Fun Wool Facts
Beginning in April 2018, we decided we come across far too many interesting and fun facts about our industry to keep them to ourselves. Every Friday on our social media pages we share something new and interesting with our followers. This page is a collection of our posts for anyone interested in a #WoolFactsFriday binge.
April 6, 2018
A customer asked if there was any truth in the rumour of traditional Aran jumpers (native to the Aran Islands off Ireland) having unique cable patterns for each village in order to identify which village a fisherman belonged to if his body washed up. The answer is…false. While these were certainly widely used as fisherman’s jumpers due to being knitted from raw wool (hence the traditional white colour) which still contained it’s lanolin and was therefore water resistant, there is no historical link between different regions having unique patterns for any reason. The more you know.
April 13, 2018
Black Friday – Black Wool. Did you know not all sheep produce white wool? Black sheep are the result of a recessive genetic trait inherited from both white sheep parents and they will produce black wool. Traditionally worth far less than white wool as it can’t be easily dyed for commercial use, these days there is a growing market for natural black wool from hobby and hand spinners.
April 27, 2018
It’s a stretch to relate this to ‘wool’ facts but we feel you might need to know that on the rare occasion a sheep and a goat have a baby, it would be called a geep.
April 20, 2018
Did you know our Outdoor Jumpers are made from recycled wool? Does recycled wool come from secondhand sheep? Recycled wool is when a large quantity of similar coloured unwanted woollens are cleaned and shredded back to their fibres before being processed and spun into a new yarn which has all the same great qualities of the original wool PLUS a fancy new melange colour from being blended. What a great way to give new life to old knits.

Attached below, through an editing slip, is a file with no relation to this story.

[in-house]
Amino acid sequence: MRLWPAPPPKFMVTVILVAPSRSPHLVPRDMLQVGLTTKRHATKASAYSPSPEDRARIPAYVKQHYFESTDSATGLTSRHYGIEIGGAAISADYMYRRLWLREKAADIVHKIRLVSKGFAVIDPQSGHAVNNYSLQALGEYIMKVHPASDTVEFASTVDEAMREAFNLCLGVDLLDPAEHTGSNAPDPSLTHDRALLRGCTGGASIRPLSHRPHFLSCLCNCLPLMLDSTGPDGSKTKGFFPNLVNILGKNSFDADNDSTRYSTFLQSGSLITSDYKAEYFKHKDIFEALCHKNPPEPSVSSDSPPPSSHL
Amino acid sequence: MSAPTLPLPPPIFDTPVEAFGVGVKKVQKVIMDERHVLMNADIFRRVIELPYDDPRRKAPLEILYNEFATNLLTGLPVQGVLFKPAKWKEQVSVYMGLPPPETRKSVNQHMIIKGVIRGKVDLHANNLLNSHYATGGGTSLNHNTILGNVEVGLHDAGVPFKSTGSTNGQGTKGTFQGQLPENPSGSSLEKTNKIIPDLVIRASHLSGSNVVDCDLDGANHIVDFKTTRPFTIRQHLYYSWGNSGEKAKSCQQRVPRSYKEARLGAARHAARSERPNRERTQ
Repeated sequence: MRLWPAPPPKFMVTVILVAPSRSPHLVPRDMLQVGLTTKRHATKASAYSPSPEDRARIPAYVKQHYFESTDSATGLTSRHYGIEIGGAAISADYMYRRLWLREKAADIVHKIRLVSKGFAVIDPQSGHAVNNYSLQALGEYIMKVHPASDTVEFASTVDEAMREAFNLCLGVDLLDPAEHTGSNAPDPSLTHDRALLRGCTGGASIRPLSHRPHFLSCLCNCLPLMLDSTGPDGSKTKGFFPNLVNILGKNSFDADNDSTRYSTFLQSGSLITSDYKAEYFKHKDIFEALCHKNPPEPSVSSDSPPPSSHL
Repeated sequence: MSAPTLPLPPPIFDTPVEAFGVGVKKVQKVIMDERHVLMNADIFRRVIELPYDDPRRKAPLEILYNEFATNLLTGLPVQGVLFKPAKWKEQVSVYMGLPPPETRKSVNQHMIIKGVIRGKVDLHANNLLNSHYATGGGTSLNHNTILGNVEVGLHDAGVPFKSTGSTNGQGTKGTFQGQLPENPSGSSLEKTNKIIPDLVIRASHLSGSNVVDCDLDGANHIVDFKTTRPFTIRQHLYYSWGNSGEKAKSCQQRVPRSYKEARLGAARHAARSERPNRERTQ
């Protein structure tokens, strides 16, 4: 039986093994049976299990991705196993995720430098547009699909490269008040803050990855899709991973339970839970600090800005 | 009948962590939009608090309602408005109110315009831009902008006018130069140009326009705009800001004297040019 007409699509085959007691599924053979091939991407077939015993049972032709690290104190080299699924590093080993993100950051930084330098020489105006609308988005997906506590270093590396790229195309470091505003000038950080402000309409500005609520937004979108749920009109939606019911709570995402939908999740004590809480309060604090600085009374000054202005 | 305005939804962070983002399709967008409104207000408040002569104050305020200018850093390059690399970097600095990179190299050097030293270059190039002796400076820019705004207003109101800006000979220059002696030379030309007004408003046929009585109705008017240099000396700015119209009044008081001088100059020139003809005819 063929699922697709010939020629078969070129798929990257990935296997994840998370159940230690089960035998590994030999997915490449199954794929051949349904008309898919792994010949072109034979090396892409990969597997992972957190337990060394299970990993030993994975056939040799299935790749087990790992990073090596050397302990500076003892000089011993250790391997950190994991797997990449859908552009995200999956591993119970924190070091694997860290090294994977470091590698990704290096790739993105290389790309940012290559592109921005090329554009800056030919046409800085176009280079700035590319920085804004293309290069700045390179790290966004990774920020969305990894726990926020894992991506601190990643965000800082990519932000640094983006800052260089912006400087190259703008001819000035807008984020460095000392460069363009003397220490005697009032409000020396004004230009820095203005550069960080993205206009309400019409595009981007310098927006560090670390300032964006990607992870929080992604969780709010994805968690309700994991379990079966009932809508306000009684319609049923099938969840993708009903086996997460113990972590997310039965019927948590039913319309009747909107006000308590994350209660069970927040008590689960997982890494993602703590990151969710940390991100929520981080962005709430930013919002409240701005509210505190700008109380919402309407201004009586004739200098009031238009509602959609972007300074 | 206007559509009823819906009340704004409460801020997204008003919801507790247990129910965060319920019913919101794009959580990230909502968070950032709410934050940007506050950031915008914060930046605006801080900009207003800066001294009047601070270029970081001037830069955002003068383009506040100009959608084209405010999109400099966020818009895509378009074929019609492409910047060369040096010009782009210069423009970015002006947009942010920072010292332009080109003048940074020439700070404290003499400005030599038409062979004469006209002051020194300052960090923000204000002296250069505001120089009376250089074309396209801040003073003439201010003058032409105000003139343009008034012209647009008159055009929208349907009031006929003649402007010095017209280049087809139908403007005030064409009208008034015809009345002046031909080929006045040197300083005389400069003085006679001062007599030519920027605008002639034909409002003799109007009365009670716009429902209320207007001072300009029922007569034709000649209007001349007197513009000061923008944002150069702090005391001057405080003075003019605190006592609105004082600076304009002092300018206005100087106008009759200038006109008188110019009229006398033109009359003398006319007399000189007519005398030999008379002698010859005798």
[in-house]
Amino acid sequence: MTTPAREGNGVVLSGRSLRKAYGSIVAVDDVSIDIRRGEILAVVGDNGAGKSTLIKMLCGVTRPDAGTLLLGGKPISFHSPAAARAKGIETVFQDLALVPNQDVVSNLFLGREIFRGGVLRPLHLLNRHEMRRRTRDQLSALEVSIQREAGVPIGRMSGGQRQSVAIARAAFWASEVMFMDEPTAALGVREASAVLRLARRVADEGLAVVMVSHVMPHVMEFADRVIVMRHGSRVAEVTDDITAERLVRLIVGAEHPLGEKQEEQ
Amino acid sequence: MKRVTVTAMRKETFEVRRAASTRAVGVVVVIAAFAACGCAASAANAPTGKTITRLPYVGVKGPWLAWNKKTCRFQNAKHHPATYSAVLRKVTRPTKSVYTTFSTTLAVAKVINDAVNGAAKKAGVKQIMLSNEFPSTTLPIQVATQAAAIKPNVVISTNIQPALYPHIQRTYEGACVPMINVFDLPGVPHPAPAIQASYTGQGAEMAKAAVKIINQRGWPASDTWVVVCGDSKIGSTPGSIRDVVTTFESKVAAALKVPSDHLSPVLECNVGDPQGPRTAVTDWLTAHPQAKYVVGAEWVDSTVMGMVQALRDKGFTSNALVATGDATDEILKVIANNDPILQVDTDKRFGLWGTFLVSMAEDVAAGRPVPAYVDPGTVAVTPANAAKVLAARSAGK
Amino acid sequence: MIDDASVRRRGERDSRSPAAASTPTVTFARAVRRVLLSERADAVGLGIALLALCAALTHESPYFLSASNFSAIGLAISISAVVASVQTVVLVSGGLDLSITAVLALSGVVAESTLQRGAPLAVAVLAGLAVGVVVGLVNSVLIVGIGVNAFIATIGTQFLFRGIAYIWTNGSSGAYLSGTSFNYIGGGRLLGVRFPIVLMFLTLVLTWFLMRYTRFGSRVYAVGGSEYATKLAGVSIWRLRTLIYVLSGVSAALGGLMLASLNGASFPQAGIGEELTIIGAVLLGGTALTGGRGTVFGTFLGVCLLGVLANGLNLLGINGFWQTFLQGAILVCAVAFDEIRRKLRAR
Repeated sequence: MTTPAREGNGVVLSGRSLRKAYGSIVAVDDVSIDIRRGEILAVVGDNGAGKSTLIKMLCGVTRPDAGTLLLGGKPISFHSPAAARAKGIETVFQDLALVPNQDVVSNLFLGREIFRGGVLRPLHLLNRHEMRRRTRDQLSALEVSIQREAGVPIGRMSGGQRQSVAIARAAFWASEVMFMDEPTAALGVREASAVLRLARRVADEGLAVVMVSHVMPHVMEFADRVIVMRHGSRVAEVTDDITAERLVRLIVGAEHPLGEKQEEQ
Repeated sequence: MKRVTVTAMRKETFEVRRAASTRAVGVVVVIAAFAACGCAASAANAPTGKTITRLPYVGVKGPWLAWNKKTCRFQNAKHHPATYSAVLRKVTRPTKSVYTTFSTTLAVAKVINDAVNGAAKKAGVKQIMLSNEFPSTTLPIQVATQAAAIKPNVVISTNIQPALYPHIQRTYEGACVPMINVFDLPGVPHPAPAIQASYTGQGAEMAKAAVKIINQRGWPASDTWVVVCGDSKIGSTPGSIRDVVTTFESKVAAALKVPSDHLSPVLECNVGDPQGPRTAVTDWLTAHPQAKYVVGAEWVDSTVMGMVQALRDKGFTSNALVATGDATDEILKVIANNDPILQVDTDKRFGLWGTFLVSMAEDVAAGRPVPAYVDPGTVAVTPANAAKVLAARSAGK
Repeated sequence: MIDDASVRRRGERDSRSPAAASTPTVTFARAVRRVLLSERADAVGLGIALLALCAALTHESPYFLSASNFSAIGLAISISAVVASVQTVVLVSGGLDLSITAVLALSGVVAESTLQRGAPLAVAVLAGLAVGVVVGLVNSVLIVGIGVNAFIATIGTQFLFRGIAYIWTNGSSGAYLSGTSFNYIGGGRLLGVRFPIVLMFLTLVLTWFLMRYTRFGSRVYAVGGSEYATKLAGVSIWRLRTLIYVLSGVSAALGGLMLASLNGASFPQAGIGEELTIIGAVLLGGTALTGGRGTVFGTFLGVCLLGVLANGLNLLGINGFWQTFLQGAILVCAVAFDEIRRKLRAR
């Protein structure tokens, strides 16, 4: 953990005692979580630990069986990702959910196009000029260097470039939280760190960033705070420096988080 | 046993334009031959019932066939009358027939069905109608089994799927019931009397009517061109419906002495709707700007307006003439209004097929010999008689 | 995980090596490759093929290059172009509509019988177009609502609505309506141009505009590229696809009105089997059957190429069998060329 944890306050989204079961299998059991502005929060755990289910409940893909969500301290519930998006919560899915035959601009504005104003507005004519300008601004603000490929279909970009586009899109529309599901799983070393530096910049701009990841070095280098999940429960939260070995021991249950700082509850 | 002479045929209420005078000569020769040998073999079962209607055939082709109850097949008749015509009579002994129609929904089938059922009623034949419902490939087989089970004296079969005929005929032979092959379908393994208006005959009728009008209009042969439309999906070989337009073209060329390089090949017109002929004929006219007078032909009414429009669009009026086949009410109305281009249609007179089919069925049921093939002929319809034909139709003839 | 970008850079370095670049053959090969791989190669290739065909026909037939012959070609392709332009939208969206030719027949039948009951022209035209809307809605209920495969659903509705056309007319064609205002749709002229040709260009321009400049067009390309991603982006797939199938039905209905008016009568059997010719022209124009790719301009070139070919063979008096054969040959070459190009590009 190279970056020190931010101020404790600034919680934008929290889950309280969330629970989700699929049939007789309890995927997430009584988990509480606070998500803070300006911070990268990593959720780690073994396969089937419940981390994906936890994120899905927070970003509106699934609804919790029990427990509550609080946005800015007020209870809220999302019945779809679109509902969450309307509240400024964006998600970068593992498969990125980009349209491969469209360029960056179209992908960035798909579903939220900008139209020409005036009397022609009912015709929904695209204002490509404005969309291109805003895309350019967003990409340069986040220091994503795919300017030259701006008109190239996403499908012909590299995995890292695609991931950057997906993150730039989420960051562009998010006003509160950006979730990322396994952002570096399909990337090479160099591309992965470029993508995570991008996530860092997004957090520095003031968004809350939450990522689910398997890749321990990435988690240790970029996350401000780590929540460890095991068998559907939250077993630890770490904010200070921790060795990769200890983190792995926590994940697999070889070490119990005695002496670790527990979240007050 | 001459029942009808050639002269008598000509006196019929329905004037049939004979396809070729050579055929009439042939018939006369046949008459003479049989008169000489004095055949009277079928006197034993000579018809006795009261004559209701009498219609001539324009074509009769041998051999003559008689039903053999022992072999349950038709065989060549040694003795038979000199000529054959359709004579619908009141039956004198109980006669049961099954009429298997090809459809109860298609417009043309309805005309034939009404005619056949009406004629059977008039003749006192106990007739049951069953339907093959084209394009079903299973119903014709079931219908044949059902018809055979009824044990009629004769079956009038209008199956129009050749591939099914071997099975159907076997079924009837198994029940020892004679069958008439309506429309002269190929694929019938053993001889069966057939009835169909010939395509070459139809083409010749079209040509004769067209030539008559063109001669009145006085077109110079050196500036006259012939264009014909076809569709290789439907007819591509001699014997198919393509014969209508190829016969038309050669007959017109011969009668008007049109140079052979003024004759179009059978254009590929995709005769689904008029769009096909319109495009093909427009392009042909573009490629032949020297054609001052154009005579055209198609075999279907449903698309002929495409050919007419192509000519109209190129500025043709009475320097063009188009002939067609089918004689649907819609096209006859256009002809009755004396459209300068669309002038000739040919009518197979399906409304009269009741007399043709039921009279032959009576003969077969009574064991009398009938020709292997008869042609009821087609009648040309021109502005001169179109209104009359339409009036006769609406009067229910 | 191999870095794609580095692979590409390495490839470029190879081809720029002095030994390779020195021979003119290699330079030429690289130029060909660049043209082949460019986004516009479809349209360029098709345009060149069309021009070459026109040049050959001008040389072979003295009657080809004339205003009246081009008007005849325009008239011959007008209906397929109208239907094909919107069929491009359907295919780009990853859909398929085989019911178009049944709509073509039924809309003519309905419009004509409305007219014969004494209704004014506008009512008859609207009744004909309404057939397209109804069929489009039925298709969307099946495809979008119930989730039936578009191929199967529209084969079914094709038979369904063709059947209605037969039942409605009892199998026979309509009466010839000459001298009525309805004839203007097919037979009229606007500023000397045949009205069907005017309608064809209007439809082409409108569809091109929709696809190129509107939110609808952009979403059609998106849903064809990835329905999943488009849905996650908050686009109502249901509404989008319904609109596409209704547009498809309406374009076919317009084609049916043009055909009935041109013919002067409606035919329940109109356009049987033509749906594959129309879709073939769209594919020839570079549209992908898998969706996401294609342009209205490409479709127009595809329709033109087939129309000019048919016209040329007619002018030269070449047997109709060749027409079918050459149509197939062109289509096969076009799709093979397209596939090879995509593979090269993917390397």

May 4, 2018
HAPPY STAR WARS DAY! Wool Facts Friday today HAS to have a Star Wars theme so we found an article where two brothers recreated scenes from the series using only wool and needles. Worth a click for the ‘Luke Sky-WOOL-ker swings through the Death Star with Princess Leia’ caption.
May 25, 2018
We get asked some odd questions from time to time, but for the education of all our followers we’ll share the best of them here on Wool Facts Friday. Today’s question is: “Does the toilet paper brand ‘Merino’ actually make their toilet paper with Merino Wool?” Straight from their website, the answer is no. They use 100% recycled paper. Wool has lots of brilliant properties but it’s use as a toilet paper has not really taken off. We suppose it would be an adequate substitute if you were really caught short but we really hope it doesn’t come to this!
May 11, 2018
We use worsted yarn at Interknit. This means before being spun into a yarn, the wool fibre has all been combed in the same direction (away from the end that was shorn from the sheep). It is a Merino worsted wool which means the fibres are generally longer (length of a matchstick) than regular wool from other breeds of sheep. Worsted wool yarns significantly reduce the ‘itch’ or ‘halo’ effect commonly associated with knitted garments.
June 8, 2018
Did you know there’s no such thing as an allergy to wool? Don’t believe us?
May 18, 2018
Why do we call people who are followers, and who don’t check to see if facts are accurate or sources are reliable before jumping to conclusions, sheep? Are sheep really so stupid? The short answer (from a range of farmers and veterinarians) is, yes. Sheep are a flock animal and when raised with their flock they’ll tend to do what most of the rest of the flock is doing. Exceptions are hand raised sheep who consider their humans and other family pets as their flock.